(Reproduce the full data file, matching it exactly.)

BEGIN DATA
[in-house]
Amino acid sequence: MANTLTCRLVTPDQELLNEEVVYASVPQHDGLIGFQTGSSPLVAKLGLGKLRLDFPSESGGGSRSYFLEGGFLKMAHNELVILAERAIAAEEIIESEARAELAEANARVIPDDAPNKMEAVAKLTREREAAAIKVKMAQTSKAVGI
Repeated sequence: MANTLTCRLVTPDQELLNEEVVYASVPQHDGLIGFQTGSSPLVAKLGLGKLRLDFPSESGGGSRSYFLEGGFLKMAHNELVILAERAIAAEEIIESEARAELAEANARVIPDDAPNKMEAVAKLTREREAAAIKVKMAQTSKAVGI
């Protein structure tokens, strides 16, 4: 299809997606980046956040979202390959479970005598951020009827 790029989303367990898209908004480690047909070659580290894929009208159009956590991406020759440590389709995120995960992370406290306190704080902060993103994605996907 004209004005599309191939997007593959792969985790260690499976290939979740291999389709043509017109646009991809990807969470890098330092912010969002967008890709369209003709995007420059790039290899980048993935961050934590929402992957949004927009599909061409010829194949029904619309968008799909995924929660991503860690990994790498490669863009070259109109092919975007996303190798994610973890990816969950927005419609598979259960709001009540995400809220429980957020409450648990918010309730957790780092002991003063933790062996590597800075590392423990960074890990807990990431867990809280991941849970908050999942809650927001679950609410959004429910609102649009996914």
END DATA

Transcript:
[in-house]
Amino acid sequence: MANTLTCRLVTPDQELLNEEVVYASVPQHDGLIGFQTGSSPLVAKLGLGKLRLDFPSESGGGSRSYFLEGGFLKMAHNELVILAERAIAAEEIIESEARAELAEANARVIPDDAPNKMEAVAKLTREREAAAIKVKMAQTSKAVGI
Repeated sequence: MANTLTCRLVTPDQELLNEEVVYASVPQHDGLIGFQTGSSPLVAKLGLGKLRLDFPSESGGGSRSYFLEGGFLKMAHNELVILAERAIAAEEIIESEARAELAEANARVIPDDAPNKMEAVAKLTREREAAAIKVKMAQTSKAVGI
């Protein structure tokens, strides 16, 4: 299809997606980046956040979202390959479970005598951020009827 790029989303367990898209908004480690047909070659580290894929009208159009956590991406020759440590389709995120995960992370406290306190704080902060993103994605996907 004209004005599309191939997007593959792969985790260690499976290939979740291999389709043509017109646009991809990807969470890098330092912010969002967008890709369209003709995007420059790039290899980048993935961050934590929402992957949004927009599909061409010829194949029904619309968008799909995924929660991503860690990994790498490669863009070259109109092919975007996303190798994610973890990816969950927005419609598979259960709001009540995400809220429980957020409450648990918010309730957790780092002991003063933790062996590597800075590392423990960074890990807990990431867990809280991941849970908050999942809650927001679950609410959004429910609102649009996914």